You can buy the top piece to replace it you just cant buy the entire tank. If it is not rusty inside a Model A restoring guy will give you a decent dollar for it.
     
  11. Hopefully that steering column is mounted some other way now.
     
  12. bgaro
    Joined: Sep 3, 2010
    Posts: 1,189

    bgaro
    Member

    fill it mostly with water, leave the cap off, and cut.
     
  13. Rogueman
    Joined: Jan 18, 2011
    Posts: 290

    Rogueman
    Member

    You can run a hose from a tailpipe of a different car into the tank. Let the car run for 30 minutes are so. The tank will not blow up after that.:eek: This comes with a warning. I have welded many tanks after doing that to them.
     
  14. Bam.inc
    Joined: Jun 25, 2012
    Posts: 646

    Bam.inc
    ALLIANCE MEMBER
    from Salina, KS

    Here's what the bottom half inside of 30 coupe tank looks like after top part is cut off.
     
  15. Bam.inc
    Joined: Jun 25, 2012
    Posts: 646

    Bam.inc
    ALLIANCE MEMBER
    from Salina, KS

    ...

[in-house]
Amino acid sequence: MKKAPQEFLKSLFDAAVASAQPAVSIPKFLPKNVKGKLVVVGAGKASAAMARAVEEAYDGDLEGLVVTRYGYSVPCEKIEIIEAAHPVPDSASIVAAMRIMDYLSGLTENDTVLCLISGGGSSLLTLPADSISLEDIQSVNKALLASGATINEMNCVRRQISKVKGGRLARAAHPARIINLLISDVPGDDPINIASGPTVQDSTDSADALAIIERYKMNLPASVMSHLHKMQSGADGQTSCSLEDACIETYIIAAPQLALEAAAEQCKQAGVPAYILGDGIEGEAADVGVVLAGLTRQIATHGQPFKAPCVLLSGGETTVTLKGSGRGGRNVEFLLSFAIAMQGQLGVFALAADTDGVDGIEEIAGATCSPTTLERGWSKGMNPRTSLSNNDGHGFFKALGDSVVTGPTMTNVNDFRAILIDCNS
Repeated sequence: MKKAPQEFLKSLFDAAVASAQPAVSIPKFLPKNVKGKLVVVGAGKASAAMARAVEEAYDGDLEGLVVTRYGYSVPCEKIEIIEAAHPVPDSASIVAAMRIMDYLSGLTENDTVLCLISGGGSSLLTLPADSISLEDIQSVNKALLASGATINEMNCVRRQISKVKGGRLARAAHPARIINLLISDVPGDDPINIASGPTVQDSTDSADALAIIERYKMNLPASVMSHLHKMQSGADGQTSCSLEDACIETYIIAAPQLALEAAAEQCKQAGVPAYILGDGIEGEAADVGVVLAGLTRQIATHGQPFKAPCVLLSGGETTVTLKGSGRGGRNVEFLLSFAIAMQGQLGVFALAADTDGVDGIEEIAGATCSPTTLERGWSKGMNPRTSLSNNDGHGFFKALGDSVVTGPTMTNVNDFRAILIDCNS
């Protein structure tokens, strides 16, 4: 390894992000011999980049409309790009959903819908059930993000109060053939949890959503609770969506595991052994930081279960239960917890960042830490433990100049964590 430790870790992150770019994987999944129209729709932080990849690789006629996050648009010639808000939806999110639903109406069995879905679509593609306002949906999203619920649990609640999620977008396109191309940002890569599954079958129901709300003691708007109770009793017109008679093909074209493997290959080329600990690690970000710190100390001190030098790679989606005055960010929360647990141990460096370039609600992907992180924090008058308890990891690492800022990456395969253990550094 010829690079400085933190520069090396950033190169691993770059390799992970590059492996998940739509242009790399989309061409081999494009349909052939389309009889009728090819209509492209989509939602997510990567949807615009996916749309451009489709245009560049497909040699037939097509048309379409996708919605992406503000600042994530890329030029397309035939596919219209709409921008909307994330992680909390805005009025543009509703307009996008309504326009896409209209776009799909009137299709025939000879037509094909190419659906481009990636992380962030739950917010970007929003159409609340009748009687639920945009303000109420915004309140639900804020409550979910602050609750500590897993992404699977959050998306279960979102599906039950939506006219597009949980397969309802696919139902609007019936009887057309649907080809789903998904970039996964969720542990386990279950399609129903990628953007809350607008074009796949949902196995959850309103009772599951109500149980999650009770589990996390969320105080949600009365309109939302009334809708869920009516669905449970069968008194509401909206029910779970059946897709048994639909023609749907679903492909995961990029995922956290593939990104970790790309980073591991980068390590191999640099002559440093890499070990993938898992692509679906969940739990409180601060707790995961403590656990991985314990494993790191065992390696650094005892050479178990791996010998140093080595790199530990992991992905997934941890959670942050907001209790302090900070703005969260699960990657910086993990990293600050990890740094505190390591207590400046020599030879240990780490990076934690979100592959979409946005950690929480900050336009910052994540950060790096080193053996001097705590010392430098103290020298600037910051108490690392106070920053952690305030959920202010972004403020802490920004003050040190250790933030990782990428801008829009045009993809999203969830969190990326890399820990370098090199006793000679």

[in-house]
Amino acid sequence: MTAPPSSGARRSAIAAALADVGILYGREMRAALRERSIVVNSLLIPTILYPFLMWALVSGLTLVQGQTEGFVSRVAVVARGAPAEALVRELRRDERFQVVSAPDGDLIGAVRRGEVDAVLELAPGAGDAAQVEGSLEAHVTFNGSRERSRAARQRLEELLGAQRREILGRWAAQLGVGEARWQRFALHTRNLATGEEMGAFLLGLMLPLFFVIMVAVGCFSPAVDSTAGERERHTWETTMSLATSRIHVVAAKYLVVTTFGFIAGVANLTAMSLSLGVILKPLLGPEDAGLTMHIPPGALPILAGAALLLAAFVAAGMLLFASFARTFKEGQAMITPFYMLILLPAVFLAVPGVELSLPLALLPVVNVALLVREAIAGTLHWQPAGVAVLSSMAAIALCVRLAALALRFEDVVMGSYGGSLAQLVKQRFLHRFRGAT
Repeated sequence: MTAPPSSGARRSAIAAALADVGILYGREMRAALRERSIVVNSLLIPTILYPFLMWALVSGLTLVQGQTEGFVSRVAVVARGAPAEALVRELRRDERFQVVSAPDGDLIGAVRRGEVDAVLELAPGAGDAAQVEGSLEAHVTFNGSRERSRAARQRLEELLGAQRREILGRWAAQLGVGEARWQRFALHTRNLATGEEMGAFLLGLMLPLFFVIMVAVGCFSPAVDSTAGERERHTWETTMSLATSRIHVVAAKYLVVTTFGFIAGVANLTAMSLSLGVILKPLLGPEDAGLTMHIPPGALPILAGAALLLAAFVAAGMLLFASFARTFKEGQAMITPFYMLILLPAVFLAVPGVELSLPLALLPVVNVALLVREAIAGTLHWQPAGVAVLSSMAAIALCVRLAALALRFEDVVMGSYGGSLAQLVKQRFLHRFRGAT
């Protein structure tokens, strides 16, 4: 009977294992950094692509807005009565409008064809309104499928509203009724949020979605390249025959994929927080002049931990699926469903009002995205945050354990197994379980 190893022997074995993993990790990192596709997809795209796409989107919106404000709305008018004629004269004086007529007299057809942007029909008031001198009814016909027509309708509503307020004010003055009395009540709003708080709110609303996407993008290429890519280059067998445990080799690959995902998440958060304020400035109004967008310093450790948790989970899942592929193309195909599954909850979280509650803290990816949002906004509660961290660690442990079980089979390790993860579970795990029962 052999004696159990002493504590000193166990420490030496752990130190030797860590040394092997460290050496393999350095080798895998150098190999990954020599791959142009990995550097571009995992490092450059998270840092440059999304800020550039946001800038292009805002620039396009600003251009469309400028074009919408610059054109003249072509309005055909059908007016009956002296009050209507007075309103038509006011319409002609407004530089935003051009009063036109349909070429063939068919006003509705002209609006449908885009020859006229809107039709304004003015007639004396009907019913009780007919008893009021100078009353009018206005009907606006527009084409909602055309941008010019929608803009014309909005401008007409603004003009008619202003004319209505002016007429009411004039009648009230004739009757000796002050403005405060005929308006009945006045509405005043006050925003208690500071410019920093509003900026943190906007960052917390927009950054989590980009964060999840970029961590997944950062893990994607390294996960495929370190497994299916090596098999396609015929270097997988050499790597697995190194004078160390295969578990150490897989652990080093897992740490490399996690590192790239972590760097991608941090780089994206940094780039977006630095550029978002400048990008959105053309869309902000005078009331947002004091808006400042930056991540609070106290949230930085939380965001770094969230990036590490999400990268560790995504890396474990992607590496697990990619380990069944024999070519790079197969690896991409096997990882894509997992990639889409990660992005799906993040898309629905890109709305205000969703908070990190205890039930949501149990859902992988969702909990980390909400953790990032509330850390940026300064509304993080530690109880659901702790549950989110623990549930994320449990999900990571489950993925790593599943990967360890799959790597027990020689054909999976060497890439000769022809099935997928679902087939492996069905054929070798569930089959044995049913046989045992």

& top half to keep.
     

    Attached Files:

  16. 5window
    Joined: Jan 29, 2005
    Posts: 6,948

    5window
    Member

    You'll get wet, plus water will run into your saw blade and maybe into the tool itself?
     
  17. Atwater Mike
    Joined: May 31, 2002
    Posts: 9,851

    Atwater Mike
    ALLIANCE MEMBER

    Relieved to hear that! My pal Rich in high school had a nice 2 gallon Moon tank with a hole in it...
    Filled it with water, proceeded to make a nice repair with a small aluminum patch.
    Oxy-acet torch warmed the surface for a second or so..."BOOM!"
    The ends blew clear off the spun aluminum tank...Luckily, nobody got hit.
    Rich's ears rang for days...

    Best way is the exhaust pipe hose (2" hose from a shop vac) filling tank with carbon monoxide. Safe to cut then.